Hollywood has been bringing popular video games to the big screen for decades with less than exemplary results. For every mild success ("Prince of Persia: The Sands of Time") audiences have endured a string of unabashed duds ("House of the Dead," "Doom," "Super Mario Bros.").
But the two media realms are being brought together once more for a new partnership between the Tribeca Film Institute and the Ford Foundation's JustFilms initiative.
The Tribeca Film Institute New Media Fund will help support film projects that cross new media platforms, from video games to mobile apps and social media sites. The goal, in part, is to spread social issues explored in feature films across more than just a movie screen.
Beth Janson, executive director of the Tribeca Film Institute, says that until recently the movies and video game connection has been more about marketing than creative possibilities.
The New Media Fund hopes to change that.
"It's a look at how can we really create change once we've engaged with the audience," Ms. Janson says. "We're looking at the best of filmmaking and gaming to find the place where those two things can come together … the potential is amazing."
The program's first year will give nonfiction projects between $50,000 and $100,000 to projects that maximize cross-platform storytelling. Grantees must document their creative process online in order to share what they're learning and receive feedback along the way.
"It's a space a lot of people want to be in," she says of the transparency requirements.
While each medium has its individual strengths, video games offer a personalized impact that a traditional visual platform can't match.
"Look at what's happening anywhere in the world. You can make broad judgments based on the media, even if citizen journalists are reporting it," she says. "But you don't know all the factors preventing people from helping themselves out of a situation."
That's where the gaming model comes into play, especially because most offer ways to let users directly control the action.
"That first-person experience is very important," she says.
Bouncing from one platform to the next won't be as simple as it sounds, says Ben Aslinger, assistant professor of English and Media Studies at Bentley University.
Filmmakers and game designers come to the table with different visions, Mr. Aslinger says. The former tell stories or immerse themselves in a particular scenario, while the latter try to create open-ended experiences. The auteur theory in film says the director calls the shots, but in video game creation, the ultimate authority rests with the player.
"Filmmakers who want to do interesting things with video games have to rethink who their audience is. Game players are more active than film viewers," he says.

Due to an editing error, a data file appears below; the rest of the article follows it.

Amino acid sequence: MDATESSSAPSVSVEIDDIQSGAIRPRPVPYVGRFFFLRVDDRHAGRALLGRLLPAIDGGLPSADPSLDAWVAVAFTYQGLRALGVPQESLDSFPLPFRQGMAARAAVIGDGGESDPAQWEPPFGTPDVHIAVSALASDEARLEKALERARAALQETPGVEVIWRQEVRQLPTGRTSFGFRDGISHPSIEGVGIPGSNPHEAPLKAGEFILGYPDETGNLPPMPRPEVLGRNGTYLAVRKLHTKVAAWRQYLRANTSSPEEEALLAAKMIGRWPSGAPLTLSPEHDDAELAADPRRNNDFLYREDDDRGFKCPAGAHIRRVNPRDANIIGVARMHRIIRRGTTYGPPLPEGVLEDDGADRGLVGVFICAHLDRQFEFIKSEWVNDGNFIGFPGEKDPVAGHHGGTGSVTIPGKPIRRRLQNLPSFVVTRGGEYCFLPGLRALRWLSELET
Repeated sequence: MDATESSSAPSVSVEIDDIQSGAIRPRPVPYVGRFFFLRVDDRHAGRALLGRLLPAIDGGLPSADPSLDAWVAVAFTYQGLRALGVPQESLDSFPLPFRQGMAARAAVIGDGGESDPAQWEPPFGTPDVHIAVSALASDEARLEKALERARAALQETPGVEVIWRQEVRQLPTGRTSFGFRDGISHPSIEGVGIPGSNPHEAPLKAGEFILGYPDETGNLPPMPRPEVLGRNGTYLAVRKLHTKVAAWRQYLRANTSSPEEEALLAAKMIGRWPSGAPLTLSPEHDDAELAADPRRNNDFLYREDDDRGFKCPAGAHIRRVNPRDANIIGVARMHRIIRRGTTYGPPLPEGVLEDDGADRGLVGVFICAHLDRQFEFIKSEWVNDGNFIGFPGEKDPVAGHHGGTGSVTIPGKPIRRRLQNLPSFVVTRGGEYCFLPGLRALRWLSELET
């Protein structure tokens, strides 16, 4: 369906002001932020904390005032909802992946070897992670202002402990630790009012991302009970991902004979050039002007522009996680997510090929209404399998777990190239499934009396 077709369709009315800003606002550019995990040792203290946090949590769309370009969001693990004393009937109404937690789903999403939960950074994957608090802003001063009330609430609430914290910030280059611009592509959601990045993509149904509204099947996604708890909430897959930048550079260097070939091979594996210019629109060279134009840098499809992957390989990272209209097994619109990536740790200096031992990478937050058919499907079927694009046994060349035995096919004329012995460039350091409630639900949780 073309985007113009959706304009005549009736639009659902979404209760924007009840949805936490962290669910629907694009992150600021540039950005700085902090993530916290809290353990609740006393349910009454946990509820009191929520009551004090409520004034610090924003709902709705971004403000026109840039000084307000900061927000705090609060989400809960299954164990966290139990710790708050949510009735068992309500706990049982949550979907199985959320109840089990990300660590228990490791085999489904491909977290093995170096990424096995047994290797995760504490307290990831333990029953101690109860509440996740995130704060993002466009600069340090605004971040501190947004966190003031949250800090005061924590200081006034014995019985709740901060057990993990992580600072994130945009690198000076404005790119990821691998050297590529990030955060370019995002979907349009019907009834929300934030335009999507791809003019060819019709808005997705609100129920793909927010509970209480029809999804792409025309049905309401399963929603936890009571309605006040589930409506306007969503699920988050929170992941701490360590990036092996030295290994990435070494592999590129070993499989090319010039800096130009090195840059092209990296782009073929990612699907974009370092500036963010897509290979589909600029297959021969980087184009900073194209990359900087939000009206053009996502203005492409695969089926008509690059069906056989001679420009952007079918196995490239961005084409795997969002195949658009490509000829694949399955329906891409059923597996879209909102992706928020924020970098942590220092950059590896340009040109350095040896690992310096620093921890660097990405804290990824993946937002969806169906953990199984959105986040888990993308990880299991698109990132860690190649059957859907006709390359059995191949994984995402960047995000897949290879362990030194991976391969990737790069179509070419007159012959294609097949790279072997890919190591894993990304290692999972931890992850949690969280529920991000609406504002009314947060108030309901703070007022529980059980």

That said, the video game platform offers opportunities for filmmakers eager to add interactivity to their vision, he says.
Audiences often feel detached while watching a documentary even if the material on screen is powerfully rendered. That's rarely the case within a video game scenario.
"We can get immersed in a video game character. Our fate is their fate," he says. He points to the online game Darfur is Dying (www.darfurisdying.com) as one example of socially conscious gaming.
Video games tied to documentary features might coax consumers into learning more about the subject even if they never step foot inside a movie house, he says.
The game-film connection may mean more ways to send a message, but smaller studios also see the combination as a way to market movies at a lower cost point.
Zac Brandenberg, CEO of Meteor Games, says his company has heard from smaller film studios curious about video game options.
"There's the potential to gain awareness for their movie by creating some sort of entertaining game that might grow in a viral fashion," Mr. Brandenberg says.
The cost to launch social media-based games "is much more nominal than you´d expect," Mr. Brandenberg says. "Large-scale video game efforts take years to develop and cost millions," he adds. "Whereas social games, those playable on Facebook and other social networks, can be produced with a lot less capital."
Rob Weiner, Associate Humanities Librarian Texas Tech University and pop culture guru, says programs like the New Media Fund are simply a sign of the times.
"All of these medias are converging — and have been for a longtime now," Mr. Weiner says. "It is oftentimes hard to distinguish where one begins and one ends."
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